In Vitro Susceptibility

Amphotericin B and other polyenes

Amphotericin B exerts a fungicidal effect on Cryptococcus neoformans [343]. As with Candida spp., the NCCLS method has difficulty distinguishing amphotericin B-resistant isolates from the susceptible ones. However, modifications of this method, such as the use of Antibiotic Medium 3 supplemented to 2% glucose (AM3) instead of the reference RPMI 1640 medium appear useful [427, 1141, 1379, 1382, 1383, 1835]. Shaking the microplates during incubation also appears helpful [1945].

There are also data indicating that minimum fungicidal concentrations (MFCs) may be better predictors of clinical outcome than MICs [1940]. However, these modifications still require validation and standardization. Using E test method instead of NCCLS microdilution methodology may also enhance the detection of amphotericin B-resistant isolates, regardless of the test medium used [1383]. The other method under investigation, flow cytometry, in general yields rapid and correlated results with NCCLS reference method and for amphotericin B and fluconazole [1868].

Variety-related differences in susceptibility patterns have also been observed. Cryptococcus neoformans var. gattii appears less susceptible to amphotericin B and flucytosine than var. neoformans [427]. Defects in sterol isomerase and depletion of ergosterol content in fungal cell membrane may result in emergence of resistance to amphotericin B [7 isomerase in a Cryptococcu…, 1757].

The novel lipid nanosphere-encapsulated amphotericin B formulation, NS-718, generates very low MICs [123, 1071]. Similar to amphotericin B, liposomal nystatin and the parent compound nystatin also show favorable in vitro activity against most Cryptococcus neoformans isolates [385, 1129].

Promisingly, amphotericin B combined with fluconazole, itraconazole, or posaconazole yielded no antagonism in vitro and appeared synergistic for some isolates [187]. In vitro synergy between amphotericin B and flucytosine or rifampin was observed for Cryptococcus neoformans strains isolated from patients who failed to respond to amphotericin B therapy [1939].


Azoles, particularly fluconazole and itraconazole, have been shown to have fungistatic effects against most Cryptococcus neoformans isolates [343]. Although most Cryptococcus neoformans strains are susceptible to fluconazole, isolates with high MICs have been detected [1118, 1742, 2451]. Alternative susceptibility testing methods may yield results that differ sharply from the NCCLS reference method. Using Etest instead of the reference microdilution method has resulted in misclassification of a number of susceptible Cryptococcus neoformans isolates as being resistant to fluconazole, itraconazole, and flucytosine [2378]. Colorimetric methods, on the other hand, might interpret some fluconazole- and flucytosine-resistant isolates as susceptible [1367].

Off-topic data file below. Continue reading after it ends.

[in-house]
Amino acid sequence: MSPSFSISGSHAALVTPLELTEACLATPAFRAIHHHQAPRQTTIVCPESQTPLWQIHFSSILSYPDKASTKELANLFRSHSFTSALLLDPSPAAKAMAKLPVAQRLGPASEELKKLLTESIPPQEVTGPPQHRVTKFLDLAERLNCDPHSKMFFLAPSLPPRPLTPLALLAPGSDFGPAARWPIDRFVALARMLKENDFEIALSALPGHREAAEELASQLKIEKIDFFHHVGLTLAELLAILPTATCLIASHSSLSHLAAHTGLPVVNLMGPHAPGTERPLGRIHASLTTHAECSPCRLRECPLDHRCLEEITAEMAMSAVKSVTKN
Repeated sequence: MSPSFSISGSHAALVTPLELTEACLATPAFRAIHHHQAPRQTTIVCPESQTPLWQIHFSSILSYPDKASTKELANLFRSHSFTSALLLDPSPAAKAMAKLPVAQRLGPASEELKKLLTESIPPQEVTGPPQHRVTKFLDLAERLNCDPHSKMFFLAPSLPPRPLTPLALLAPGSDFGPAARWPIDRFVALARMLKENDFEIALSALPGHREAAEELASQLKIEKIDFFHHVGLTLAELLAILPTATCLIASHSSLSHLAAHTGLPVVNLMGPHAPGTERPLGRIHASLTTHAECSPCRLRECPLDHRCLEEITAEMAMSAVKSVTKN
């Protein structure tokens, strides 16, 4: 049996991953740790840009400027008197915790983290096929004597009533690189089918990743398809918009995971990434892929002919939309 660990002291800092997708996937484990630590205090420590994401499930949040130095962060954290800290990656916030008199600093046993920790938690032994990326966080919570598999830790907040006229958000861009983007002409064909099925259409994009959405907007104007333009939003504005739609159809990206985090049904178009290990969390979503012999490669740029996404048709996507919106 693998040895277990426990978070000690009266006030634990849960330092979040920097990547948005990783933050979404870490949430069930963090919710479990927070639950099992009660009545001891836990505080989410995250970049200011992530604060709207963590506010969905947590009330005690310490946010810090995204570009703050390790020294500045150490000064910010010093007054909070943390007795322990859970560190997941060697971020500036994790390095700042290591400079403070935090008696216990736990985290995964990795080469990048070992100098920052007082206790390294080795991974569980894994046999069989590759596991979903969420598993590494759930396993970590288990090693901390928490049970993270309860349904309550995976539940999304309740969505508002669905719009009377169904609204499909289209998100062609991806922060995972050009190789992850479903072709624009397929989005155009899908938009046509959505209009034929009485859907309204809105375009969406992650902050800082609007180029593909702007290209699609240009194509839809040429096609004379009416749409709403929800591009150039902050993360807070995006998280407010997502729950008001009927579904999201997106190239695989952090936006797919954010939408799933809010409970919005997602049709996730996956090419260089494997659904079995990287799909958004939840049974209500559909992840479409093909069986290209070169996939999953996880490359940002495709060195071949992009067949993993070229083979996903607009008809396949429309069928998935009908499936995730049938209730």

Similarly, most of the Cryptococcus neoformans strains are susceptible to itraconazole in vitro [576]. Among the newer azoles, posaconazole (SCH56592) appears most potent on a weight basis, when compared to voriconazole , fluconazole, itraconazole, and ketoconazole [1049, 2472].


Flucytosine has long been used as part of combination therapy of cryptococcal infections. Resistance may develop during monotherapy [2292]. Use of yeast nitrogen base as the test medium was reported to be very effective in some investigators’ hands in testing flucytosine susceptibility [1770].

Glucan Synthesis Inhibitors


These novel agents have essentially no activity against Cryptococcus neoformans [2226]. In vitro data suggest that activities of amphotericin B and fluconazole against Cryptococcus neoformans may be enhanced by caspofungin [759].

For additional data, go to the N/A(L):Susceptibility Database

In Vivo Efficacy

The most commonly used agents for treatment of cryptococcal infections are amphotericin B, flucytosine, and fluconazole, and particularly amphotericin B and flucytosine in combination. Fluconazole prophylaxis is also in common practice in patients who have recovered from cryptococcal infections. However, clinical failure with fluconazole has been reported [1742]. Fluconazole combined with flucytosine [1471] and triple therapy with amphotericin B, flucytosine, and fluconazole have been reported as effective [1143]. Itraconazole is less effective than fluconazole as maintenance therapy [1992].